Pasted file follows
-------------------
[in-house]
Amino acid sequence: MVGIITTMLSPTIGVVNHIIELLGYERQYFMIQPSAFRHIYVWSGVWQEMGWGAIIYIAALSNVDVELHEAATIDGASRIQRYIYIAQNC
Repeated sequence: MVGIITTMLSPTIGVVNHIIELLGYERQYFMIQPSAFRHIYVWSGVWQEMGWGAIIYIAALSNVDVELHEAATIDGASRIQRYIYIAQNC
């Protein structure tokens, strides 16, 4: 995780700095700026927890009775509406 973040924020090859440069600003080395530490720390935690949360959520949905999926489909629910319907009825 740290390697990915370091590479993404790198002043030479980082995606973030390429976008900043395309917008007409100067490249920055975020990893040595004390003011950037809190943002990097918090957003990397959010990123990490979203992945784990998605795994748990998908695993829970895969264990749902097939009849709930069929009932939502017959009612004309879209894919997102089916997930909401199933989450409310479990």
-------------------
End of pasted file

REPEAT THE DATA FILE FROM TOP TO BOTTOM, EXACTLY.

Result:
[in-house]
Amino acid sequence: MVGIITTMLSPTIGVVNHIIELLGYERQYFMIQPSAFRHIYVWSGVWQEMGWGAIIYIAALSNVDVELHEAATIDGASRIQRYIYIAQNC
Repeated sequence: MVGIITTMLSPTIGVVNHIIELLGYERQYFMIQPSAFRHIYVWSGVWQEMGWGAIIYIAALSNVDVELHEAATIDGASRIQRYIYIAQNC
């Protein structure tokens, strides 16, 4: 995780700095700026927890009775509406 973040924020090859440069600003080395530490720390935690949360959520949905999926489909629910319907009825 740290390697990915370091590479993404790198002043030479980082995606973030390429976008900043395309917008007409100067490249920055975020990893040595004390003011950037809190943002990097918090957003990397959010990123990490979203992945784990998605795994748990998908695993829970895969264990749902097939009849709930069929009932939502017959009612004309879209894919997102089916997930909401199933989450409310479990």